Sanford pastors unite, pursue racial healing across nation

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In stark contrast to the reckless and divisive actions of the “grievance industry” out to exploit the death of Trayvon Martin for political gain, a group of black and white pastors and other Christian leaders came together on Wednesday for a racial-reconciliation forum.

The meeting was held at the offices of Charisma Media in Lake Mary, Fla., just a few miles from where Martin was killed, to draft the Sanford Declaration with hopes that it will spread across the nation, according to Charisma News.

The effort is the result of 15 months of relationship-building between pastors of different denominations and races.

While much of the media anxiously warned of racial discord in Sanford should George Zimmerman be found not guilty in the death of Martin, the resulting calm was in large part a result of the work of Sanford Pastors Connecting, an organization that formed shortly after the shooting.

“God has given grace to Sanford, and we’re challenging the country to tap into this grace,” Jeff Krall, senior pastor of Family Worship Center in Sanford, said on Thursday. “Jesus said, ‘Blessed are the peacemakers.’ We can all receive this grace if we return to God because the grace is there, and it’s available.”

Former state representative Scott Plakon, a board member of Christian Life Missions, which is assisting the effort with logistical support, told BizPac Review, “We know that according to Romans 8:28 that with God, some good can come from this terrible situation that happened in our community.”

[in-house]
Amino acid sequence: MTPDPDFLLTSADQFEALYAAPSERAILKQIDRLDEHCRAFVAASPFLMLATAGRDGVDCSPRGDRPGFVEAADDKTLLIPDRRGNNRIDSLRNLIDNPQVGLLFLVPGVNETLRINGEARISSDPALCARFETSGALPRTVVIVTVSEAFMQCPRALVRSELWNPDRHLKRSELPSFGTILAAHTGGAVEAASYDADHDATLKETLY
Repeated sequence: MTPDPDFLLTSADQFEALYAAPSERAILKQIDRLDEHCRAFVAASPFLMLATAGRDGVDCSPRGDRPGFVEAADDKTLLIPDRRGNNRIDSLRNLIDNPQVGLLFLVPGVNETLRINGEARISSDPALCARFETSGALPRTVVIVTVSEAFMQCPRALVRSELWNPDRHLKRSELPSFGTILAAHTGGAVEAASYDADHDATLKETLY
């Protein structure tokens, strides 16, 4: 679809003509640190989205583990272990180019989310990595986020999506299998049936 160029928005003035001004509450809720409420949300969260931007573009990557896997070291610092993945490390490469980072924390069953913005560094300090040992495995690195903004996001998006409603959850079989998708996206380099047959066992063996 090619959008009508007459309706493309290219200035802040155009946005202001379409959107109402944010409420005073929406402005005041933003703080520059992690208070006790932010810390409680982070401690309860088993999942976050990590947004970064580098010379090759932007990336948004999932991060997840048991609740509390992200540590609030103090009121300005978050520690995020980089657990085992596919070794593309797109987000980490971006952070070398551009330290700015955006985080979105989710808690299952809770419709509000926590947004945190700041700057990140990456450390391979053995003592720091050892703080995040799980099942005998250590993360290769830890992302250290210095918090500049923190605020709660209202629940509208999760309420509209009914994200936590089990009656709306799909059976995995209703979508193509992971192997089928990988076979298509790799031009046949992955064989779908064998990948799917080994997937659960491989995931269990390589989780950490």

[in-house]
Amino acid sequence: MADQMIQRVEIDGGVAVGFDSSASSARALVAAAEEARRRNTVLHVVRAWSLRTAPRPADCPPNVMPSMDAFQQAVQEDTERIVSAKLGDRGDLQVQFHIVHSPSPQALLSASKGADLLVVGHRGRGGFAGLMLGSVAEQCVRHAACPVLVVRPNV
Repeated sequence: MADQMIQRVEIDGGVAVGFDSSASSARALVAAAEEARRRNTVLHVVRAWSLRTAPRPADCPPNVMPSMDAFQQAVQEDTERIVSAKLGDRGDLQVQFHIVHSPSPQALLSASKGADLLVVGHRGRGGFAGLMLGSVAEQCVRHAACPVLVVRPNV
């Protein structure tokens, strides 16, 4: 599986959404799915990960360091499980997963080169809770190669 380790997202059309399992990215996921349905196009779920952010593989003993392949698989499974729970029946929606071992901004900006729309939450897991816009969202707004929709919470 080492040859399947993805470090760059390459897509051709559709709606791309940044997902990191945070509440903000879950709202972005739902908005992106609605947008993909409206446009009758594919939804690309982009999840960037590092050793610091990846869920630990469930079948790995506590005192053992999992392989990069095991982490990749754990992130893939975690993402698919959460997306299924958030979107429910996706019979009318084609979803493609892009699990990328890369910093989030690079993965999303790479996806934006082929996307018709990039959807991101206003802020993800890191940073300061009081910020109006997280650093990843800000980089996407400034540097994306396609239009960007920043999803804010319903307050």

“Bringing people together from diverse backgrounds to encourage better understanding of each other is always good,” Plakon continued.

In all, there were about 30 Christian leaders in attendance Thursday, including pastors from Atlanta, Los Angeles and Washington, D.C., as reported by the Orlando Sentinel.

Initiatives within the Sanford Declaration include pulpit exchanges between churches, joint leadership and family retreats and cross-cultural projects in the local metropolitan areas to assist in lifting families out of generational poverty and motivating at risk youth.

“We have to deal with racism as a whole,” Dominion International Church pastor Derrick Gay told CF News 13. “And I believe one of the ways to do that is by the church and its leadership, and I believe once its leadership is unified we can make an impact on the culture.”

It’s unfortunate that the so-called Rev. Jesse Jackson rejects these productive efforts in lieu of furthering the racial divide.

The short documentary belowSanford: The Untold Story — details the results of the pastor’s forum in April, 2012 to improve race relations.


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